The Anglican Cathedral of Second Life

Creationtide 3 sermon, Sunday 20th September 2020

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by Helene Milena

Today is the third Sunday of the season of Creationtide. The theme over the whole season is ‘Jubilee for the Earth’; the theme for today is ‘There is enough for our need, not our greed’.

In the Old Testament reading, we find the people of Israel facing the reality of their change of circumstances. They were harshly treated as slaves in Egypt; freedom seemed to offer so much. However, as they observe their new surroundings, they can’t help but remember that they had enough to eat in Egypt whereas they have no idea where their food will come from in the wilderness. It’s not too difficult to understand the fear of the people. They are in the midst of a huge transition and they don’t know how life works in this new world they are entering. Slavery might have been hard, but at least they understood what was expected of them.

A natural reaction is to grumble, and grumble they do! Poor Moses and Aaron, having to deal with all this. Fortunately, God is listening and has the best interests of his people at heart. In the evening, they are showered with quails and in the morning, they gather manna to act as bread. Reading a little further than the passage for today, it says: “Those who gathered much had nothing over, and those who gathered little had no shortage.” (Exodus 16.18). Everyone was provided with what they needed and no more. No one went hungry, no one was left out of the generous provision of God.

In the Gospel reading, we meet another set of grumblers. Workers had gathered at the break of day in the hope of being hired. Over the course of the day, one landowner had taken on five cohorts of labourers to work in his vineyard. When it came to the evening, all got paid the daily rate, however many hours they had worked. Those who had worked longest complained because they received no more than those who had worked only an hour. The landowner, representing God, chose to be generous and give everyone what they needed to live on for the day. To those who grumbled, he rightly pointed out that they got what they expected and should take it and go.

The economy of our world seems to work on a fear of lack, so that those who are able grab as much as they can of the world’s provisions. These actions by the powerful minority in the world leave the weak unable to compete, therefore they sink into poverty and despair. There is also the fiction that we must have more to be happy, that economies must grow no matter what. This leads to addiction to possessions, which are cast aside when the next new thing is on offer. There is no room in such a story for contentment, for being happy with enough. In the process of taking what we want, we pollute the world with our waste, damaging the lives of everyone, not just those of us who benefit from the items that create the waste.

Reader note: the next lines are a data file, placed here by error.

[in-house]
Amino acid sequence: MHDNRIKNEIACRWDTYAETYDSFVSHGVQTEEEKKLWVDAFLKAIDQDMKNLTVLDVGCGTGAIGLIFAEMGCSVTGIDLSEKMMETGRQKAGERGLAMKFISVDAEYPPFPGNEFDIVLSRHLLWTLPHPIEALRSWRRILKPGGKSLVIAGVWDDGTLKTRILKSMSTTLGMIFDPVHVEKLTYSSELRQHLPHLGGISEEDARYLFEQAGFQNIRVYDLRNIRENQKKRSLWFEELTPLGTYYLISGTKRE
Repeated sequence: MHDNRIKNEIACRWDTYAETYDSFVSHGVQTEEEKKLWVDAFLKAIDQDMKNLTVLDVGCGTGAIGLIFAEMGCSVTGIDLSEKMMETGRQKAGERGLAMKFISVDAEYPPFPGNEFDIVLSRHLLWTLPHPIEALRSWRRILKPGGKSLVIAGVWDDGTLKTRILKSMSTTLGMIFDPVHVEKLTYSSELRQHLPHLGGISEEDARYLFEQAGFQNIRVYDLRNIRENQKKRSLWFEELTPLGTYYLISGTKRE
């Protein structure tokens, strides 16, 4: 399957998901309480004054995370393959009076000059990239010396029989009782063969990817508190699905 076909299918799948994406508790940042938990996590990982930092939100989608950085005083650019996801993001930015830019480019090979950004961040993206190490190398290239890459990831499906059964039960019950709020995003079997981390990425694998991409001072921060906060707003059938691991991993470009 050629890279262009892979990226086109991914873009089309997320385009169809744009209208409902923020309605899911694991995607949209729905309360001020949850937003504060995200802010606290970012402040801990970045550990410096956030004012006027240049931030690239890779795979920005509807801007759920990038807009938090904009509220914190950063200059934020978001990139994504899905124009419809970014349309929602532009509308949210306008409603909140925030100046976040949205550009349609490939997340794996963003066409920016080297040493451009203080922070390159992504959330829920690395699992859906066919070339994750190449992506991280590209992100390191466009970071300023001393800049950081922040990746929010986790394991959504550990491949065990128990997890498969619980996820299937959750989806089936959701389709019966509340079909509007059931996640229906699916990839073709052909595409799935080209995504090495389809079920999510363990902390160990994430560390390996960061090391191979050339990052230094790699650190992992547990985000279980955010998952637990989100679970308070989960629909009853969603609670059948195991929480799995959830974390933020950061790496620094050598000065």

In contrast, God’s economy embraces everyone equally, ensuring all have what they need. God does not look on some idea of worthiness to receive. He doesn’t rank people in order, meaning those who are last in line get barely anything. That would be like in my father’s family, when the dad and any working sons ate first, then the children, then mother got whatever scraps were left over. Jesus turned this upside down: the first shall be last and the last shall be first. In God’s economy, no matter how many of his creatures he needs to provide for, there is always enough. There was enough manna for everyone every day. There would have been enough denarii to give everyone their day’s wages, no matter how many men were brought from the marketplace to the vineyard. Just think of the feeding of the five thousand where all ate their fill and there was even food left over. That’s God’s economy at work, an economy of abundance, generosity and love for all.

Now we find ourselves at a critical point as a planet. We have barely any time to change our way of living. Like the people of Israel, we may look over our shoulders and long for how things were in the past, but that wasn’t good really. Being slaves in Egypt or slaves to those commercial enterprises that hold us in thrall to the idea of owning more and more is not good. Like the Israelites, we may grumble as we face transition from one way of living to another. They were travelling to the Promised Land, flowing with milk and honey. Our journey is to the Hoped-For Land, where the air is clean, we can live less stressfully, we can continue to enjoy abundant variety in the natural world, where no one suffers because of climate change.

Later we will pray the Lord’s Prayer where we ask God for our daily bread, for what we need for the day. As Christians, we should lead the world in living this way, wanting only enough, not more. There are 2.4 billion Christians in the world, 29% of the population. If every Christian lived by the economics of God’s kingdom, it would change the world. Let’s each follow Gandhi’s advice: ‘Live simply, that others may simply live.’

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